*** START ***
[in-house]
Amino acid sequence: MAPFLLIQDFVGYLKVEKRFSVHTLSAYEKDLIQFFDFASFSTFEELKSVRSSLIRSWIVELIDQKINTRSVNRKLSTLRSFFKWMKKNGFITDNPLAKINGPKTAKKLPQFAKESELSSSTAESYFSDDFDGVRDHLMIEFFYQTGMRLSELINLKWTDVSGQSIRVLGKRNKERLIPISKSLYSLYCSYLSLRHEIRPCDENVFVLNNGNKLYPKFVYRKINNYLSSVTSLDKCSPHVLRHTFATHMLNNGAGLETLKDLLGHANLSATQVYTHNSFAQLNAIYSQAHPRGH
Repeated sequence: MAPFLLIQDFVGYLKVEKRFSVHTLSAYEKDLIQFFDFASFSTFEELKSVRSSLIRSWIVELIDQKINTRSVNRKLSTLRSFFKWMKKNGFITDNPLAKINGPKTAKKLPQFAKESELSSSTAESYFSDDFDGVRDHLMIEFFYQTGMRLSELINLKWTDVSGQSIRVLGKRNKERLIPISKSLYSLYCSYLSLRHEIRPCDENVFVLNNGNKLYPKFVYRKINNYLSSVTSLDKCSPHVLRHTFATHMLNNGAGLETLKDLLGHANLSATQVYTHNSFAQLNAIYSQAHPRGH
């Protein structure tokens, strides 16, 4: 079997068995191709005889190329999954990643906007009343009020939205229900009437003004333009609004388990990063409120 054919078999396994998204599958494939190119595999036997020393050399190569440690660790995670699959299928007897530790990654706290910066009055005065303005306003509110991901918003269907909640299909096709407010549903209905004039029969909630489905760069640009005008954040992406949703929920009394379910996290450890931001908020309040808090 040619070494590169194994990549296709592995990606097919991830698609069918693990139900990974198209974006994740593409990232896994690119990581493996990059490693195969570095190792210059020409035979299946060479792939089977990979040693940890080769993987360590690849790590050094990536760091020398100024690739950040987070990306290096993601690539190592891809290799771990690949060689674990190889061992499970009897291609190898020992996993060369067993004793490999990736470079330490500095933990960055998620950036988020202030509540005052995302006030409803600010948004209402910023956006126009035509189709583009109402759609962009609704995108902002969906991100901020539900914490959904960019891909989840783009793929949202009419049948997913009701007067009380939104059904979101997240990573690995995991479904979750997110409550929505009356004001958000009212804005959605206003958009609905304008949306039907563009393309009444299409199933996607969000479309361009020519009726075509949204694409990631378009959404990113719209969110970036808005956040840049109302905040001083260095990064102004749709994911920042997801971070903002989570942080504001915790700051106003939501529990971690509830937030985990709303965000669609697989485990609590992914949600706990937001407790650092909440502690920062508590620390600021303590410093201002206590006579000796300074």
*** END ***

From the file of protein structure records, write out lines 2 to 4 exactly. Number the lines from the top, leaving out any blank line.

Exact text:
Amino acid sequence: MAPFLLIQDFVGYLKVEKRFSVHTLSAYEKDLIQFFDFASFSTFEELKSVRSSLIRSWIVELIDQKINTRSVNRKLSTLRSFFKWMKKNGFITDNPLAKINGPKTAKKLPQFAKESELSSSTAESYFSDDFDGVRDHLMIEFFYQTGMRLSELINLKWTDVSGQSIRVLGKRNKERLIPISKSLYSLYCSYLSLRHEIRPCDENVFVLNNGNKLYPKFVYRKINNYLSSVTSLDKCSPHVLRHTFATHMLNNGAGLETLKDLLGHANLSATQVYTHNSFAQLNAIYSQAHPRGH
Repeated sequence: MAPFLLIQDFVGYLKVEKRFSVHTLSAYEKDLIQFFDFASFSTFEELKSVRSSLIRSWIVELIDQKINTRSVNRKLSTLRSFFKWMKKNGFITDNPLAKINGPKTAKKLPQFAKESELSSSTAESYFSDDFDGVRDHLMIEFFYQTGMRLSELINLKWTDVSGQSIRVLGKRNKERLIPISKSLYSLYCSYLSLRHEIRPCDENVFVLNNGNKLYPKFVYRKINNYLSSVTSLDKCSPHVLRHTFATHMLNNGAGLETLKDLLGHANLSATQVYTHNSFAQLNAIYSQAHPRGH
């Protein structure tokens, strides 16, 4: 079997068995191709005889190329999954990643906007009343009020939205229900009437003004333009609004388990990063409120 054919078999396994998204599958494939190119595999036997020393050399190569440690660790995670699959299928007897530790990654706290910066009055005065303005306003509110991901918003269907909640299909096709407010549903209905004039029969909630489905760069640009005008954040992406949703929920009394379910996290450890931001908020309040808090 040619070494590169194994990549296709592995990606097919991830698609069918693990139900990974198209974006994740593409990232896994690119990581493996990059490693195969570095190792210059020409035979299946060479792939089977990979040693940890080769993987360590690849790590050094990536760091020398100024690739950040987070990306290096993601690539190592891809290799771990690949060689674990190889061992499970009897291609190898020992996993060369067993004793490999990736470079330490500095933990960055998620950036988020202030509540005052995302006030409803600010948004209402910023956006126009035509189709583009109402759609962009609704995108902002969906991100901020539900914490959904960019891909989840783009793929949202009419049948997913009701007067009380939104059904979101997240990573690995995991479904979750997110409550929505009356004001958000009212804005959605206003958009609905304008949306039907563009393309009444299409199933996607969000479309361009020519009726075509949204694409990631378009959404990113719209969110970036808005956040840049109302905040001083260095990064102004749709994911920042997801971070903002989570942080504001915790700051106003939501529990971690509830937030985990709303965000669609697989485990609590992914949600706990937001407790650092909440502690920062508590620390600021303590410093201002206590006579000796300074």